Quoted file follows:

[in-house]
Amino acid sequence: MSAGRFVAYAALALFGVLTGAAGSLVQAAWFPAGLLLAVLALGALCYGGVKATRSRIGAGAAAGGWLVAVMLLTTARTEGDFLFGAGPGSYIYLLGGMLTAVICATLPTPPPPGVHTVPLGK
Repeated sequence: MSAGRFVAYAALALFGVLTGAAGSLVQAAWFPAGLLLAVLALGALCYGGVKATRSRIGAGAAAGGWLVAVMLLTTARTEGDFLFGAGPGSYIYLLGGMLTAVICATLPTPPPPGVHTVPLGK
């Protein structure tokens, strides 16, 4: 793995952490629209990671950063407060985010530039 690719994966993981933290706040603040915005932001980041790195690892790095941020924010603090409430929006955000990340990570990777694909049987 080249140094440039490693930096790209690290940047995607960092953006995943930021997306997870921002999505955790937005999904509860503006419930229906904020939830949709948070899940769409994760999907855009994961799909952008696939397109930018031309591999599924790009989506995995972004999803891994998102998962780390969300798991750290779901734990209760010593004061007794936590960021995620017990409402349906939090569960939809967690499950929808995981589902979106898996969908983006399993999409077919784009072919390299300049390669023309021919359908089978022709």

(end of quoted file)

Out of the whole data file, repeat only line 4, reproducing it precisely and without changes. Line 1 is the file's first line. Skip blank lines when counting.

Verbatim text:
């Protein structure tokens, strides 16, 4: 793995952490629209990671950063407060985010530039 690719994966993981933290706040603040915005932001980041790195690892790095941020924010603090409430929006955000990340990570990777694909049987 080249140094440039490693930096790209690290940047995607960092953006995943930021997306997870921002999505955790937005999904509860503006419930229906904020939830949709948070899940769409994760999907855009994961799909952008696939397109930018031309591999599924790009989506995995972004999803891994998102998962780390969300798991750290779901734990209760010593004061007794936590960021995620017990409402349906939090569960939809967690499950929808995981589902979106898996969908983006399993999409077919784009072919390299300049390669023309021919359908089978022709």